Quique Setien won't enjoy long-term security at Barcelona like Jurgen Klopp does at Liverpool

Barca's sense of identity is something a coach inherits rather than defines

epa08127230 FC Barcelona's president Josep Maria Bartomeu (L) and FC Barcelona's sports director Eric Abidal (R) poses for the media with the new head coach of the club, Quique Setien (C), during his presentation in Barcelona, Catalonia, Spain, 14 January 2019. Setien signed his new contract with FC Barcelona until 2021-2022 season.  EPA/Alejandro Garcia
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Quique Setien, the new man in charge of Barcelona, takes on his new, demanding job with a clear signpost about what mistakes he must not make. There are two big ghosts in the building: Liverpool’s astonishing comeback against Barca last season, and the miniature replica, conjured up in ten minutes by Atletico Madrid, last week.

Barca were 3-0 up against Liverpool more than halfway through their Champions League final in May, and they ended up losing. They led 2-0 against Atletico at half-time of their Spanish Super Cup semi-final in Jeddah six days ago and conceded twice after the 81st minute to sink to a 3-2 defeat.

Collapse had become too much of a habit, even for a head coach at the top of La Liga, as Ernesto Valverde was at the time of his sacking. But Valverde sensed long before the setback in Saudi Arabia that he would never enjoy the sort of long-term security of his two nemeses in those defining matches – Jurgen Klopp of Liverpool, and Diego Simeone of Atletico.

Between them, that pair have been in the same job for more than 12 years. That makes them outliers. Klopp has recently signed a contract extension that would, if he sees it out, keep him at Anfield until 2024. That would be almost nine years after he arrived.

Simeone has just entered his ninth year as Atletico boss, and although he had endured a testing time lately, the stability he has brought to a club that was once a byword for trigger-happy presidents has been exemplary. It is hard to imagine Atleti without him. Along with Liverpool and the current Manchester City, Atletico have the most distinct identity among the elite clubs of European football. Long-term faith in the manager is why.

Soccer coach Quique Setien answers journalists during a news conference with FC Barcelona's President Josep Maria Bartomeu, center, and director of football Eric Abidal, right, after being officially introduced as the club's new coach at the Camp Nou stadium in Barcelona, Spain, Tuesday, Jan. 14, 2020. Barcelona made a rare coaching change midway through the season, replacing Ernesto Valverde with former Real Betis manager Quique Setien on Monday. (AP Photo/Emilio Morenatti)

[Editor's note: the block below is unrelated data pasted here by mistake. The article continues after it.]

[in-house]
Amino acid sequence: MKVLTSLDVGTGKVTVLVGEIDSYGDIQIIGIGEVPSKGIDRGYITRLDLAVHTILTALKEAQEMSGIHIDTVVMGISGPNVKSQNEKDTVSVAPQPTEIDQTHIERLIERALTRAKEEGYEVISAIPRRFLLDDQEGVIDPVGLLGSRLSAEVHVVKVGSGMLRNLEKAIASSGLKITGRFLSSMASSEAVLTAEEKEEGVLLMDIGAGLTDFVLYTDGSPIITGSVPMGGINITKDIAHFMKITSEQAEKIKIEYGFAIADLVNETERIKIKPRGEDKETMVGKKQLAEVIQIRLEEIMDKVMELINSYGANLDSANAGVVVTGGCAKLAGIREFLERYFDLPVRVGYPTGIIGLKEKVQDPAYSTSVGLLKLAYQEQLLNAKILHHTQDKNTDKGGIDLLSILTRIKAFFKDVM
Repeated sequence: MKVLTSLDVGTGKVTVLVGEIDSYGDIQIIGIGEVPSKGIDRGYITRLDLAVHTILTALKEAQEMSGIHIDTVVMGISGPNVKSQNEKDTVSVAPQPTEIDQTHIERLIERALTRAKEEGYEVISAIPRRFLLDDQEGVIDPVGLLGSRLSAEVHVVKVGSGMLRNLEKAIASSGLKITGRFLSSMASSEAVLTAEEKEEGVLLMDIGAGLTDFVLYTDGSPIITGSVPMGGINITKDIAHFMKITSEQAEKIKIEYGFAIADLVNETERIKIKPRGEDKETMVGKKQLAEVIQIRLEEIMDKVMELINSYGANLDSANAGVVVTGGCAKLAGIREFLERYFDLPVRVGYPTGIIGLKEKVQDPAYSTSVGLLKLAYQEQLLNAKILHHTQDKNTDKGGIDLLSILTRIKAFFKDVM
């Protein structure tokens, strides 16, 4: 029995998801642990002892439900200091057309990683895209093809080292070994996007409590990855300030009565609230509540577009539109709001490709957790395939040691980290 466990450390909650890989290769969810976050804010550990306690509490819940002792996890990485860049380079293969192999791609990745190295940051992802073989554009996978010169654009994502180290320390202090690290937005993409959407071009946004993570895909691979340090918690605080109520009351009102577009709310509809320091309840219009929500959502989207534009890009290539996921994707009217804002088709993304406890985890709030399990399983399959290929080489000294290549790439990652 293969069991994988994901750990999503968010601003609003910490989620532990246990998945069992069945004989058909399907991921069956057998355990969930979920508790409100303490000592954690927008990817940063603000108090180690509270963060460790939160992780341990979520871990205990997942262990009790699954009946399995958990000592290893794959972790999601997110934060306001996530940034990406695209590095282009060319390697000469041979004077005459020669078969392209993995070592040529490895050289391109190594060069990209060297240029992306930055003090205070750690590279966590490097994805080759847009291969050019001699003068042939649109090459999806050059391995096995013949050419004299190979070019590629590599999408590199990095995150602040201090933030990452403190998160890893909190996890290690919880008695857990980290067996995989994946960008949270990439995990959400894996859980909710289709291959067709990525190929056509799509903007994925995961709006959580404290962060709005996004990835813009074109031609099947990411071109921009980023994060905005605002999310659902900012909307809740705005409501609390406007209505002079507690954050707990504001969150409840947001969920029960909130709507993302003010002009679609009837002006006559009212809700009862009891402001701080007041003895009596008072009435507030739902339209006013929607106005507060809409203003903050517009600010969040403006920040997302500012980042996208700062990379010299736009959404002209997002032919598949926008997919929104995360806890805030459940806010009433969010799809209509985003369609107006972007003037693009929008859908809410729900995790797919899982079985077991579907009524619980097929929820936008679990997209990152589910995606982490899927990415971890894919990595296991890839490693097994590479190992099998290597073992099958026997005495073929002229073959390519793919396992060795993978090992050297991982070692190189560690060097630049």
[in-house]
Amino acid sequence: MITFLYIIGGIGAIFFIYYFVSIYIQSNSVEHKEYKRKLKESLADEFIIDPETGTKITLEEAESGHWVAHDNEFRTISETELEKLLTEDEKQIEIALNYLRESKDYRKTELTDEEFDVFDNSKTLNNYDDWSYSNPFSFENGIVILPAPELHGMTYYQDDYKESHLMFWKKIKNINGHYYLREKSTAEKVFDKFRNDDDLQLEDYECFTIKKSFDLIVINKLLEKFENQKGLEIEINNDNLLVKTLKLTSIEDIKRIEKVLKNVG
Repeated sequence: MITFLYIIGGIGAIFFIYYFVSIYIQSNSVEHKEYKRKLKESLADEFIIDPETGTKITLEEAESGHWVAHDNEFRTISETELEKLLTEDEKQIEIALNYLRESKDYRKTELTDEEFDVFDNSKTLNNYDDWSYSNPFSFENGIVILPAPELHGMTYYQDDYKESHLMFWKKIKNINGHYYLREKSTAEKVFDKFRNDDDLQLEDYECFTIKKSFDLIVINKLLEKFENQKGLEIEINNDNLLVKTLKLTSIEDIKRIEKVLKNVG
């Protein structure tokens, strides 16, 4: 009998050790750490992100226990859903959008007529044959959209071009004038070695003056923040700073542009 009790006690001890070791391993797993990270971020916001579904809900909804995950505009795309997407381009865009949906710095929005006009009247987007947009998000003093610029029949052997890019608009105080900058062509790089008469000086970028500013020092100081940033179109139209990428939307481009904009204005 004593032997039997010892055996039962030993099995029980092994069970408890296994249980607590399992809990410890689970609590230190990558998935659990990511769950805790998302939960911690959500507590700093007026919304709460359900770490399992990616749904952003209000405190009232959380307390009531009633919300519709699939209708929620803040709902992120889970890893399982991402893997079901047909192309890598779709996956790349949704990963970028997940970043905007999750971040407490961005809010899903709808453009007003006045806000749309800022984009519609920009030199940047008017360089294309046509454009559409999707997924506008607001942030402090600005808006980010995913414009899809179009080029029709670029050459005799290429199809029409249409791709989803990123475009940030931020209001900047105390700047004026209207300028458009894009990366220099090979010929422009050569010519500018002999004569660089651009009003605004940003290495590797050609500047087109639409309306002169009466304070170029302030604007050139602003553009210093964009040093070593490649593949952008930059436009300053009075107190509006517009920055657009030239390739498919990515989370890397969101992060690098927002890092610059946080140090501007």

Liverpool will meet Atletico next month in the last 16 of the Champions League, and once either Klopp or Simeone have been eliminated, the European Cup will be landscape overpopulated with managers who have had only a brief time to establish patterns, and build relationships with their players.

Guardiola, three and a half years into his stunning overhaul of City, and Atalanta’s Gian Piero Gasperini, another coach with brave dogmas about how the game should be played, are the only men in charge of last-16 clubs with more than two uninterrupted years behind them.

Momentum in sport is fragile, but it can be cultivated, and a coach who knows his team intimately is best equipped to do that. Jose Mourinho, who has never stayed at a managerial post for longer that three seasons, gave an insight into the mechanics of building momentum at the weekend.

His Tottenham Hotspur had just been defeated by Liverpool, the latest scalp on Klopp’s 38-match unbeaten run in the Premier League, and Mourinho cited a key difference between his team and Klopp’s.

“Liverpool have been with this coach for about five years,” Mourinho pointed out, adding a few months to Klopp’s tenure, “so the players are totally adapted physically to the football that he wants to play. It is a very high intensity.”

Mourinho’s Spurs would not match that intensity over 90 minutes, Mourinho calculated, because there remains a disconnect between a manager, Mourinho, who only took over eight weeks previously, and players still getting used to him.

“When people talk about physical condition in football, the important thing is that physical condition is adapted. If we tried to play the [more ambitious, energetic] way we did in the last 15 minutes from the beginning [of the game], I think we would collapse, because the players are not used to playing in this style and they are not adapted.” By contrast, Liverpool and Klopp have achieved a harmony. Its result, Mourinho suggested, is a special sort of stamina.

Valverde is entitled to feel that, with Barcelona top of La Liga, having finished 11 and 14 points above second-placed Atletico the past two seasons, he has been judged by almost impossible standards, and a very rigid set of ideas.

With the exception of Guardiola’s treasured period as head coach at Camp Nou, from 2008 to 2012, and Johan Cruyff’s time in the late 1980s and early 1990s, the club’s sense of identity is something a coach inherits, has to live up to, rather than defines.

Barcelona looked for that identity, and a form of continuity that could be bolted-on when they frantically sought for replacements for Valverde.

They approached, in vain, Xavi, the former captain, and Ronald Koeman, the ex-Barcelona player of the Cruyff era, who both have a distinguished playing history with the club. Setien merely has a long history of declaring how much he admires the Barca as defined by Cruyff and Guardiola. He will soon discover that admiration does not guarantee extended respect for the office of head coach.